I picked up this game last year for 10 bucks because I have a weakness for discounts. Basically the game teaches you how to play your favorite songs on guitar, but for real. I was pretty surprised that not only did it work, but there was a sequel coming the next month.
You plug any electric guitar into the adapter and you’re good to go. If you are remotely familiar with guitar hero the interface will be second nature.
The game guides you through guitar starting from scratch, from the easiest songs to the hardest, and even changes the difficulty mid song for different parts if you’ve mastered the three chords in the chorus but can’t nail the solo. There are lessons and arcade games to help you hone your skills.
As a caveat, this game is definitely geared toward someone with some musical skills already. If you go in tone deaf you’re not gonna come out Jimi Hendrix. But for someone like me who plays intermediate acoustic with a dust-collecting electric that had been in its case for two years, it was a Godsend. I couldn’t believe how much I was learning. I can totally cruise through “I Believe In A Thing Called Love” and even sing along to the high part.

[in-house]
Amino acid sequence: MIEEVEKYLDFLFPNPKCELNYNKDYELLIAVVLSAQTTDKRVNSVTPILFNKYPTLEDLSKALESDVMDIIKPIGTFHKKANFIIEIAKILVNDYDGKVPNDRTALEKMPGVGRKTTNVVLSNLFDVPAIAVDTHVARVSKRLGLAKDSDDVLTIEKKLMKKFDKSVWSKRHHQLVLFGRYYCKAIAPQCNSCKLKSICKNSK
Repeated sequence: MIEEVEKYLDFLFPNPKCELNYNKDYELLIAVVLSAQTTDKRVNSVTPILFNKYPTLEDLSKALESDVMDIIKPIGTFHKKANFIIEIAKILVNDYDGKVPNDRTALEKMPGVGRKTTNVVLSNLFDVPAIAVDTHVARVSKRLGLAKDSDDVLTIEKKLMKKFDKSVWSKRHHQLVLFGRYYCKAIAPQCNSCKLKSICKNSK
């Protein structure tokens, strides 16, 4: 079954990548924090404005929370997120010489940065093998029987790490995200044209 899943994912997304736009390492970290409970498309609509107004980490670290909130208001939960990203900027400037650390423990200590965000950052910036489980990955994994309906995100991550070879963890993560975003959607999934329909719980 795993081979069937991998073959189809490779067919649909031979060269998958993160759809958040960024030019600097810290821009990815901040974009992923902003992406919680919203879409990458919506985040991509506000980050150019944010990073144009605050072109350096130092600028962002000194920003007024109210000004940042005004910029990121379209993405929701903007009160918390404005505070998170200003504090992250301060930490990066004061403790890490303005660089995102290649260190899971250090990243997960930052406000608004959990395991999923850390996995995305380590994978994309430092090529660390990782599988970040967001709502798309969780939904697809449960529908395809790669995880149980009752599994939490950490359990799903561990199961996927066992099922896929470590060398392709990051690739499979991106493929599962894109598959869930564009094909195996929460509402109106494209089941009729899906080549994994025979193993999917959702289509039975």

The sequel is about 1000 times better, so you can save yourself the hassle and just import the old songs for ten bucks. If you still can’t be bothered, you can totally just watch playthroughs on YouTube and learn the tabs that way, but you lose the feedback. But I’m telling you it’s worth it, if only for the chance to see just how easy it is to write a Ramones song.
Learn a Language with Duo Lingo
Most of us have taken a foreign language in school at one time or another. I did Spanish for six years and I still don’t understand what I’m ordering at Chipotle. I could use a little refresher is what I’m saying.
Luckily there’s an awesome website called DuoLingo. With it you can brush up on your romantic languages and even learn a whole new one. Again, it turns a menial academic task into fun little minigames.